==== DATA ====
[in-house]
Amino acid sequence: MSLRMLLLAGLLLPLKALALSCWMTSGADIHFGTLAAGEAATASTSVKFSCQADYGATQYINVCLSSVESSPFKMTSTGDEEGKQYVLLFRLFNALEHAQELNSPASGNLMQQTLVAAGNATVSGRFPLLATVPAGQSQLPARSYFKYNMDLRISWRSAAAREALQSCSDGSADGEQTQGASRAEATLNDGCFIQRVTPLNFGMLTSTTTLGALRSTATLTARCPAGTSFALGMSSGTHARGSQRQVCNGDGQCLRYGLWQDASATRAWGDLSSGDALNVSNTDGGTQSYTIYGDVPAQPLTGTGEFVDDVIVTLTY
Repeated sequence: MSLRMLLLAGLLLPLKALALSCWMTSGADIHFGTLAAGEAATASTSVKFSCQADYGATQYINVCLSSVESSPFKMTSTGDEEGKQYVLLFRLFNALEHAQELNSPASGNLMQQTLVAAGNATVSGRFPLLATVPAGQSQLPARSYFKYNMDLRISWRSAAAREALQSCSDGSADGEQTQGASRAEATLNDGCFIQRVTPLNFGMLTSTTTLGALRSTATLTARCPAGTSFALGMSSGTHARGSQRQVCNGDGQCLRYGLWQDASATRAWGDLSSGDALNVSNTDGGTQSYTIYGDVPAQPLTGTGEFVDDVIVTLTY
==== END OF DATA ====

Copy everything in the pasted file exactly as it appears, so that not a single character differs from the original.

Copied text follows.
[in-house]
Amino acid sequence: MSLRMLLLAGLLLPLKALALSCWMTSGADIHFGTLAAGEAATASTSVKFSCQADYGATQYINVCLSSVESSPFKMTSTGDEEGKQYVLLFRLFNALEHAQELNSPASGNLMQQTLVAAGNATVSGRFPLLATVPAGQSQLPARSYFKYNMDLRISWRSAAAREALQSCSDGSADGEQTQGASRAEATLNDGCFIQRVTPLNFGMLTSTTTLGALRSTATLTARCPAGTSFALGMSSGTHARGSQRQVCNGDGQCLRYGLWQDASATRAWGDLSSGDALNVSNTDGGTQSYTIYGDVPAQPLTGTGEFVDDVIVTLTY
Repeated sequence: MSLRMLLLAGLLLPLKALALSCWMTSGADIHFGTLAAGEAATASTSVKFSCQADYGATQYINVCLSSVESSPFKMTSTGDEEGKQYVLLFRLFNALEHAQELNSPASGNLMQQTLVAAGNATVSGRFPLLATVPAGQSQLPARSYFKYNMDLRISWRSAAAREALQSCSDGSADGEQTQGASRAEATLNDGCFIQRVTPLNFGMLTSTTTLGALRSTATLTARCPAGTSFALGMSSGTHARGSQRQVCNGDGQCLRYGLWQDASATRAWGDLSSGDALNVSNTDGGTQSYTIYGDVPAQPLTGTGEFVDDVIVTLTY